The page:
This is one of the most famous stories from the life of Christ.
It’s also absent from the most ancient manuscripts of the New Testament. (In some other early manuscripts, it appears after John 7:36, or after John 21:25, or even after Luke 21:38, with some textual variations.)
Does that mean that it’s not authentic?
Not necessarily. But the situation is . . . well, a bit curious.
The story remains a great one, though.
And, beyond dispute, it’s very old.
If you know Jesus, in some significant sense, you know the Father — of whom Jesus is a perfectly faithful representation.
Jesus speaks very enigmatically here, and “the Jews” predictably fail to understand him.
One of the central points to take away from the passage, though, is entirely clear: “You will die in your sins unless you believe that I am he.”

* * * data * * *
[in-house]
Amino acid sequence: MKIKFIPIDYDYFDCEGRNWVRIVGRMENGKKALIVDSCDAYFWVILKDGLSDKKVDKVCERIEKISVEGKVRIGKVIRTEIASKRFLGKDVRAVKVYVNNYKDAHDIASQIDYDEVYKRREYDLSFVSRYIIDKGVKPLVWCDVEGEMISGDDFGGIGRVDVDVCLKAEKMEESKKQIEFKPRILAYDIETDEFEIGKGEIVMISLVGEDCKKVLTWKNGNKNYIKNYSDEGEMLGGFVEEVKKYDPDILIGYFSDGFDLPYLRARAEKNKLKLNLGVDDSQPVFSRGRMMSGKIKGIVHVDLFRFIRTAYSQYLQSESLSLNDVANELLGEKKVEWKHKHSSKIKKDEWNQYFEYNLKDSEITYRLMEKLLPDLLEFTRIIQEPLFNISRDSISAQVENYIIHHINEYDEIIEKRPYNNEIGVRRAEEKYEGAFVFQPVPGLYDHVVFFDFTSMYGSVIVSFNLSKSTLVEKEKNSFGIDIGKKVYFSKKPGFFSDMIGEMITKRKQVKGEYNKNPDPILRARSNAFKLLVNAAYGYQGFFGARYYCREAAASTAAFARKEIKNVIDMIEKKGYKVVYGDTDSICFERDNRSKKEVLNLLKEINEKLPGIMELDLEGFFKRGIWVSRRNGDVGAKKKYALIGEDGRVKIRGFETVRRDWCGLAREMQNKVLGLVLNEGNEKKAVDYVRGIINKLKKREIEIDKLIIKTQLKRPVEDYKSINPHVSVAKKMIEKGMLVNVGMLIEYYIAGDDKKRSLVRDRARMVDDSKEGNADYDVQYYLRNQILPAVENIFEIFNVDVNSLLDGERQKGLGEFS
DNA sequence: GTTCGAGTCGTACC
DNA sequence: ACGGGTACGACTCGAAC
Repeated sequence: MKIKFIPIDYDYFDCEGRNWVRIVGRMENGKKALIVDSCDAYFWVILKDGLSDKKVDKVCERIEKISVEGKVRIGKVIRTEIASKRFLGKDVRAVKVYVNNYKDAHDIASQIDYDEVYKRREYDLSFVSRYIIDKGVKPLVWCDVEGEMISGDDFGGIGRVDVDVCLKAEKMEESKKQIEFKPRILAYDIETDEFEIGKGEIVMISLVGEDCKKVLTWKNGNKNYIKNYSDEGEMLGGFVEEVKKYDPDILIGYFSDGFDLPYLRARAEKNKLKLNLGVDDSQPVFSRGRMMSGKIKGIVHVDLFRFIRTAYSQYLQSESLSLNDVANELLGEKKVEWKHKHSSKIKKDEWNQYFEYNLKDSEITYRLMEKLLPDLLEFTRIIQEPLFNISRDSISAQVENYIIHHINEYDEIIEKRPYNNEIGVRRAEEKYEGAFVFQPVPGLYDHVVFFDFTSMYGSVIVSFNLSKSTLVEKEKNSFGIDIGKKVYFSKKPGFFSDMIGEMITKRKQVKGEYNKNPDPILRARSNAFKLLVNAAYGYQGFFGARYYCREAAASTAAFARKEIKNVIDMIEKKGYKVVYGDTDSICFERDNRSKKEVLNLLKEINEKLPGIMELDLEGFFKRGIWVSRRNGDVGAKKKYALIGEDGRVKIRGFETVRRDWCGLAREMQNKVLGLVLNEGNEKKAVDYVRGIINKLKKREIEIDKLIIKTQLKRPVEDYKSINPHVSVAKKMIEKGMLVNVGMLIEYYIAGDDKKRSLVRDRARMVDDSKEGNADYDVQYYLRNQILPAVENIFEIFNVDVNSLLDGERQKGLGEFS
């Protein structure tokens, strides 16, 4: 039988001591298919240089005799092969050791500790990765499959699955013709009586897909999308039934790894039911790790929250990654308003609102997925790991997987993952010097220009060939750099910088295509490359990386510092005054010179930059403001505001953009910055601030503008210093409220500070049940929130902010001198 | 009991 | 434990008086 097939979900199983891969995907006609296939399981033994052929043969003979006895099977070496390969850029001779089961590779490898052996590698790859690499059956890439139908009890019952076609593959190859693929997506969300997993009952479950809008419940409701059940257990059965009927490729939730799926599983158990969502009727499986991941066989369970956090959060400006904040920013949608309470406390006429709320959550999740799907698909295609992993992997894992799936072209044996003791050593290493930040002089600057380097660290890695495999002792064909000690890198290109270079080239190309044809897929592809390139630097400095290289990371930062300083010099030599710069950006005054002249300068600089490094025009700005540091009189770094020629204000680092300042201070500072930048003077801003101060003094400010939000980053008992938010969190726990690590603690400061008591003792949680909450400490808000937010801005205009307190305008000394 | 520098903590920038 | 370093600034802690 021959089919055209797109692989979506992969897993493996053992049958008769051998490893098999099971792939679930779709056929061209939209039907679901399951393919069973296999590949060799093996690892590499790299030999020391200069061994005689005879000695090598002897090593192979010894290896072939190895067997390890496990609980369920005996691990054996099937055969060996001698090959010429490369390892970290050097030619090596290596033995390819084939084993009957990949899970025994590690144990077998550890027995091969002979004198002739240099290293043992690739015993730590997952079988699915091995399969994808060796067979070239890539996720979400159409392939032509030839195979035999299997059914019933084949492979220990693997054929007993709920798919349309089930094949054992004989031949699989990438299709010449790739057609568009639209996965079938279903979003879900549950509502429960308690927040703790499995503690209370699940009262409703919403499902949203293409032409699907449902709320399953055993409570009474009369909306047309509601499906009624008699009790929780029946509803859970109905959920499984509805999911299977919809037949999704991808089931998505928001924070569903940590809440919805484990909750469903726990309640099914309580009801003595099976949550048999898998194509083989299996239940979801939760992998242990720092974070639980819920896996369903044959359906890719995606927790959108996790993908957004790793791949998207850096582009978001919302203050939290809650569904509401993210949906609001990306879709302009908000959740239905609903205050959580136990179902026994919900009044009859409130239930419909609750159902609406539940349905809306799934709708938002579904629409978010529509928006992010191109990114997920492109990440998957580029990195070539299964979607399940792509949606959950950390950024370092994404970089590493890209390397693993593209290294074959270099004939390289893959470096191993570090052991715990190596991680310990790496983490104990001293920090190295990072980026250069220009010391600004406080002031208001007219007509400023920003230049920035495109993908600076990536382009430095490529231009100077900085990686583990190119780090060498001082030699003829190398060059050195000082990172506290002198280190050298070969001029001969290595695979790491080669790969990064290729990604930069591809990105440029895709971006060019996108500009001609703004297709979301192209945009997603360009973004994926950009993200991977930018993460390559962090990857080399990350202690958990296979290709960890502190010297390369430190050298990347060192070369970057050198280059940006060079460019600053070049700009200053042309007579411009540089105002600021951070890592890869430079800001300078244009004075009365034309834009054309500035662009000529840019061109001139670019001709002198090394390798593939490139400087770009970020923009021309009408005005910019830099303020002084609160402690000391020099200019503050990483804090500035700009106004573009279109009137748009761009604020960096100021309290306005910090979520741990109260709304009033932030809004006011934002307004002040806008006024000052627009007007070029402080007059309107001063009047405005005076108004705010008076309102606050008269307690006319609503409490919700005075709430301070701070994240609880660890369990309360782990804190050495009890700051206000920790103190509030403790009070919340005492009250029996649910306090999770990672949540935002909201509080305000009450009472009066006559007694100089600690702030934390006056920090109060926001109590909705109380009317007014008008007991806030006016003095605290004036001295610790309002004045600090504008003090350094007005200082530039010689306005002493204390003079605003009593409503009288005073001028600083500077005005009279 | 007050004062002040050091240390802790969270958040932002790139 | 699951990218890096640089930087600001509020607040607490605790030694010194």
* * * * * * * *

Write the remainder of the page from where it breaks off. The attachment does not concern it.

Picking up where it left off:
That applied to them then, and it applies to us now.
I’ll note two ideas in this passage:
First is the concept that knowing the truth makes one free — and that, by implication, ignorance of the truth is a kind of bondage. That’s remarkable, actually.
And the more important the truth in question, the richer the freedom (or the deeper and more oppressive the bondage).
Second is the apparent confidence among the Jews to whom Jesus was speaking that there was particular merit in their lineage — merit that would save them, or that would redeem them from their personal faults and follies. They felt that they couldn’t be slaves because they came from good stock. But virtues aren’t automatically inherited, and having fabulous parents, while it can obviously be an asset, can also, if we fail to take advantage of that asset, merely emphasize the contrast between their goodness and achievements and our own failures.
Ultimately, we make ourselves. Or break ourselves.